It is often a problem that the mediator is not appropriately skilled. Authorities may be perceived as inefficient, corrupt, or biased by personal interests that render them untrustworthy. Though many organizations do contact human rights organizations for support, the conflicts may not be within their jurisdiction. For example, when a community files a complaint about the excessive noise produced by a company, this is not an issue that a human rights organization can mediate appropriately.
Most mediators depend on their personal skills and good faith among those they work with to achieve results. Each mediator must develop and strengthen their own abilities; there are no ready-made tools to assist them. A mediator must take advantage of previous and similar disputes to inform them about the most adequate and timely solutions. A common problem is that authorities address conflicts in a reactive manner, giving priority to the most radical. Pablo understands that there are no tools to help authorities with their work plans and actions that will prevent an increasing number of conflicts, but a response must not be reactive to be effective.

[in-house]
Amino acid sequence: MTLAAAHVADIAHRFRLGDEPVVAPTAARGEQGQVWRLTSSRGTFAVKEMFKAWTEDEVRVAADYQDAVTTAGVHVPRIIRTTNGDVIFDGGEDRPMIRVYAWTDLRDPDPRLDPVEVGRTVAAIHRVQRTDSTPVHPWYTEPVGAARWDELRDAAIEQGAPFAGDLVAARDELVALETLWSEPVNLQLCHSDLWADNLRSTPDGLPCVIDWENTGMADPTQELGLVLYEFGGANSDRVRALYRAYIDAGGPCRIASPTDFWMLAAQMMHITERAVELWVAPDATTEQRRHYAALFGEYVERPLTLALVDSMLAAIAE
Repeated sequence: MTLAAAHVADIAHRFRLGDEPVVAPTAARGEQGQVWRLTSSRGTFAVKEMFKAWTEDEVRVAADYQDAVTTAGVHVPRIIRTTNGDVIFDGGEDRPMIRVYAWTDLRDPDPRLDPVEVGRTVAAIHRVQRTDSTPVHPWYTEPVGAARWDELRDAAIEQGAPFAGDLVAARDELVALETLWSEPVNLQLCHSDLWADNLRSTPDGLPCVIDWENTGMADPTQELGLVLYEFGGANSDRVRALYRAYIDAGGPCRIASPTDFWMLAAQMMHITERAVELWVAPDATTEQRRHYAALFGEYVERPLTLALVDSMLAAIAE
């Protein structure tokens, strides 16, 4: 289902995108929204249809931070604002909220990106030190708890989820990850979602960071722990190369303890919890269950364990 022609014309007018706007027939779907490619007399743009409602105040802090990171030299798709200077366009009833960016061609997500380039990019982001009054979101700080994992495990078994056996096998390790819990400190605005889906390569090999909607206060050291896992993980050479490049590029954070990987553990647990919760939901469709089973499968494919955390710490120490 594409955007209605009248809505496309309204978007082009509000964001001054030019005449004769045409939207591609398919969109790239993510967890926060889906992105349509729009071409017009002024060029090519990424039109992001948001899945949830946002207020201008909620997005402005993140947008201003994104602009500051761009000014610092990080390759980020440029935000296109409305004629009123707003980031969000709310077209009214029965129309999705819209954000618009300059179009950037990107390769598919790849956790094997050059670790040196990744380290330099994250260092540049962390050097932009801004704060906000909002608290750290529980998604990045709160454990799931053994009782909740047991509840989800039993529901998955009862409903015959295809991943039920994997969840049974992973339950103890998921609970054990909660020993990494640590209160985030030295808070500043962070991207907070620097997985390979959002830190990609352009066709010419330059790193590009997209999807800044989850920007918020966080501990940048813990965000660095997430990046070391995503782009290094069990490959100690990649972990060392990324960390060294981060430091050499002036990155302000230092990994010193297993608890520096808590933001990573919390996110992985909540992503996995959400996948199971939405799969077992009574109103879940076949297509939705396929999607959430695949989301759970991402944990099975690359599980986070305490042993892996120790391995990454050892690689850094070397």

SERAPAZ played a key role in the mediations between the Federal Government and the Zapatista National Liberation Army (Ejército Zapatista de Liberación Nacional, EZLN) when armed conflict broke out in Chiapas in 1994. Pablo was also instrumental during the negotiations, as a member of a religious order working for Fray Bartolomé de las Casa. Recently, SERAPAZ acted as a mediator in the Oaxaca dispute between the Asociación Popular del Pueblo de Oaxaca (APPO), and the Ministry of the Interior.
SERAPAZ offers two primary services. It acts as a mediator during serious conflicts, such as those mentioned of the EZLN and the APPO disputes, and teaches dispute resolution tools in its Peace Schools. The schools hold four three-day sessions throughout the year. In 2006, nearly sixty people attended the sessions, among them representatives of indigenous communities, municipal and state authorities and citizen organizations (COs).
Pablo founded the Observatory of Social Conflict understanding the need to create tools to systematize social disputes and thereby improve resolution possibilities. The Observatory has a large team of volunteers monitoring Mexico’s social conflicts through newspapers, media, and SERAPAZ’s network of contacts. The volunteers enter relevant information about a dispute into their database. The information includes the stated demand, the location in Mexico, the stakeholders and/or ethnic groups involved the causes that triggered the conflict, how it escalated, and the strategies used to resolve it.
One of the Observatory’s goals is to have the most comprehensive database of disputes in Mexico. To this end, the Observatory has been welcomed by universities and COs and has established volunteer teams in Guadalajara, Chiapas, Oaxaca, and Ciudad Juárez—enabling the Observatory to follow regional disputes.